After quite the crappy week, we are going to do the SoCal amusement park tour this weekend with my cousins who are visiting from out of town. Not sure if this is going to be a good cure or if I’m gonna feel like punching Goofy. Will keep you updated. If I punch Goofy, don’t worry, I’ll try to post a pic.
Every time we get back from a vacation, no matter how small, the mountain of work that awaits me always makes me question whether it was worth it. Any suggestions anyone has for maintaining a good work life balance I’m all ears.
My one-hour conference call on project status only lasted 10 minutes.
We actually covered everything, and people didn’t feel the need to listen to themselves babble. I’m so shocked I’m not quite sure what to do with my 50 minute bonus. Is it too early for wino wednesday to start?
Question:What is the role of imagination in science?
Michio Kaku: I believe that science is the engine of prosperity. Everything we see around us, the goods and services, the iPods, the internet, the GPS system, all of it comes from science. But what is the rocket fuel? What is the rocket fuel that makes science work? That makes this engine propel itself? And I think that rocket fuel is curiosity. It’s imagination. It’s the innovative spirit. That’s what keeps science alive. And I would hope that we could nourish that among our young people. But unfortunately, oftentimes, that rocket fuel is wasted.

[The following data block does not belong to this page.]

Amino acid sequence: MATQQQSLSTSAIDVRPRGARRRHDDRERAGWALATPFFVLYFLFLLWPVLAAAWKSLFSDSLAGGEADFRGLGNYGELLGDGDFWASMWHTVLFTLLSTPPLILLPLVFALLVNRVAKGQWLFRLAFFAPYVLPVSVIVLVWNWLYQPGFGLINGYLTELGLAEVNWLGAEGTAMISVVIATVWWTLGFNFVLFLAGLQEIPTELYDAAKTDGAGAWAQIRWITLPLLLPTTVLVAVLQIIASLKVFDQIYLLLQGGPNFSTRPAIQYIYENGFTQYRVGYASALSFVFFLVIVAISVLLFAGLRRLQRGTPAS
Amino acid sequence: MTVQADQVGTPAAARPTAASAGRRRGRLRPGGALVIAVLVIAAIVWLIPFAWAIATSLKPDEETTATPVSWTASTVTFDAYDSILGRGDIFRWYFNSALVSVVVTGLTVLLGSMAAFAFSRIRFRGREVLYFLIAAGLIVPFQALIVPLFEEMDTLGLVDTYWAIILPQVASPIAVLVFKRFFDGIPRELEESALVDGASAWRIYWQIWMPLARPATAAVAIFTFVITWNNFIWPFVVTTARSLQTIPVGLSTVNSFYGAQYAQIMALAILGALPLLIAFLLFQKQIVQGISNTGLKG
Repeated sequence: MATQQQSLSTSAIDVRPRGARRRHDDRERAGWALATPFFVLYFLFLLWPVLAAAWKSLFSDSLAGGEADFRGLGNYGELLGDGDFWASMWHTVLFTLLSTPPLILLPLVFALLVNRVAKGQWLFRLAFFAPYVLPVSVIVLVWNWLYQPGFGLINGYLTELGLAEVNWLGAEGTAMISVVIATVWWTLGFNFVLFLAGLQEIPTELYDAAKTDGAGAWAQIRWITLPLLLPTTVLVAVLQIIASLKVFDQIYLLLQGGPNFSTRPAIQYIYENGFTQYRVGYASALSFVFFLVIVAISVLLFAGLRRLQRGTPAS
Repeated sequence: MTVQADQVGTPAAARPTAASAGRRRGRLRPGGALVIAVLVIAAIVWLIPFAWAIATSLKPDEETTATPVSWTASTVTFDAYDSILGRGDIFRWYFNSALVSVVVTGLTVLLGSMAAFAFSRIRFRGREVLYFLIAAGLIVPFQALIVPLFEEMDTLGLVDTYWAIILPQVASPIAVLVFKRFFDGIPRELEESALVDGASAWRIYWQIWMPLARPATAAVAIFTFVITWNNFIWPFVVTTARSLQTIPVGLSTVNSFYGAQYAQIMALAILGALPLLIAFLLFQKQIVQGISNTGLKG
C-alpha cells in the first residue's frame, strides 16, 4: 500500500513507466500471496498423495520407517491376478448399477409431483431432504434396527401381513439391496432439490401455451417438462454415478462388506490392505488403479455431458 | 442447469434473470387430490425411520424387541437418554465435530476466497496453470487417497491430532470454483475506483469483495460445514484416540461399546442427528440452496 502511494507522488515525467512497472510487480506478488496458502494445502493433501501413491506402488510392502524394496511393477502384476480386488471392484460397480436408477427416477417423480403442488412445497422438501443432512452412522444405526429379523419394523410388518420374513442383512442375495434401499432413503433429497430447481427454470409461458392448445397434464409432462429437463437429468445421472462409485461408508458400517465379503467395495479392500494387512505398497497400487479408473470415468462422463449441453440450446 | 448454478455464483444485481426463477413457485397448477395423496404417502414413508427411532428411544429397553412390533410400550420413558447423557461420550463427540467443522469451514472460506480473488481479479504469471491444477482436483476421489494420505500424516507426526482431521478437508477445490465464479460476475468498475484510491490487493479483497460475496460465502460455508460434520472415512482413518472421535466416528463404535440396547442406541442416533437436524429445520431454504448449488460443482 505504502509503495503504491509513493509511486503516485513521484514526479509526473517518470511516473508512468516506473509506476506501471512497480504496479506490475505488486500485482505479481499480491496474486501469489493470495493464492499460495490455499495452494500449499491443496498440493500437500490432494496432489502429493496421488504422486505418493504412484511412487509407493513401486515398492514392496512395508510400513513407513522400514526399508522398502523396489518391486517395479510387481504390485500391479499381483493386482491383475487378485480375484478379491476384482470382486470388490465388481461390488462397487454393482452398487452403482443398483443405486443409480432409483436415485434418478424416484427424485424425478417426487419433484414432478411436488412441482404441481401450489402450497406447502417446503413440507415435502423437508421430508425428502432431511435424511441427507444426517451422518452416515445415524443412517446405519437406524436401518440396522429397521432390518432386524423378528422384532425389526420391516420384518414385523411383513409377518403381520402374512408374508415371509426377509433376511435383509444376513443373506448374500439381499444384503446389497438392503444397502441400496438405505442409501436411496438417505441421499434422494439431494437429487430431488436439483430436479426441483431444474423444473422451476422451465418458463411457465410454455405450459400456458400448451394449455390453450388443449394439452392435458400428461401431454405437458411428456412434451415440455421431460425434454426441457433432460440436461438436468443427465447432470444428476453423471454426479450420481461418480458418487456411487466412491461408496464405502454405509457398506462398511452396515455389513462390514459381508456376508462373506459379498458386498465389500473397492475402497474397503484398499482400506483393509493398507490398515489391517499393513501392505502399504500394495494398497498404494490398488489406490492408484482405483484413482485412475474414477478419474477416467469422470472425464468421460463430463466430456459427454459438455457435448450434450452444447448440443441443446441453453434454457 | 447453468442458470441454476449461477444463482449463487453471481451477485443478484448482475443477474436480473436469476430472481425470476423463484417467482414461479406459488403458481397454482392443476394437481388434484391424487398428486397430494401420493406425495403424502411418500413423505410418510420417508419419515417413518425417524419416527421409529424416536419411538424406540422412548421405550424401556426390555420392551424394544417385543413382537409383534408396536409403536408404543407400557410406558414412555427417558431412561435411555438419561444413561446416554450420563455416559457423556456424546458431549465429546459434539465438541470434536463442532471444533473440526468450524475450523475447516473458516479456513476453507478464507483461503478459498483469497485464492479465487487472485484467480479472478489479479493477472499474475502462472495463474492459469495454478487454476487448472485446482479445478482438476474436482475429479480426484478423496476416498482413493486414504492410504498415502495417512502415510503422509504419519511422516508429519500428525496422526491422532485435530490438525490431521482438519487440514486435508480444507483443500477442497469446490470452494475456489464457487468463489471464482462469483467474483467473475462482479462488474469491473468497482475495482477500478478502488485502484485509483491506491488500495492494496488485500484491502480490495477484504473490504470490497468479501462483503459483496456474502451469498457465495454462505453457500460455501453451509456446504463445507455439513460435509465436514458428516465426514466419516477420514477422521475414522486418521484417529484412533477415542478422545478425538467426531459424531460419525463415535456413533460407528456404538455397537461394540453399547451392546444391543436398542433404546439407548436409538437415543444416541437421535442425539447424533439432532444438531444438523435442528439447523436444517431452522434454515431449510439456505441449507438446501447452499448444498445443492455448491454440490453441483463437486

If you take a look at our educational system, you’ll realize that all of us are born scientists. All of us are born wondering why does the sun shine? Where did I come from? What’s out there? How big is the world anyway? All of us are born scientists until we hit the danger years. When we hit about 13, 14, 15, those are the danger years and we start to lose these young scientists left and right. So, by the time they graduate from high school, we have only a tiny, tiny fraction of the original 100% of young people who are born scientists. They drop like flies. What’s wrong?
Well, many things are wrong. But among that is the way that we teach science. We teach science as a list of facts and figures to memorize and we crush, literally crush, any curiosity and spirit of innovation and imagination from young children. For example, my daughter once took the New York State Regional Exam. She took the exam in geology, and I had a chance to tutor her by looking at this manual. And I realized that the entire manual consisted mainly of memorizing the names of crystals, the names of minerals, hundreds of them, and of course, all the things that you are going to forget the day after your exam. So, it’s not that our students are stupid, they can memorize these things. They are so smart. They’ve figured out that this material is totally useless. Our students are so smart they’ve figured out they’re never going to see these things ever again. They just have to memorize it once in their life, throw away their book, and they’re absolutely right. They will never, ever see these hundreds of minerals, crystals, again in their life.
Little Doodle has been put on her first assignment for Doodle HQ. It’s time for us to send out our quarterly invoices and unfortunately we still deliver a significant number the old fashioned way. The kid has been tasked with stuffing the envelopes and affixing stamps.
Now, if she’d only pick up this whole HTML thing a little faster …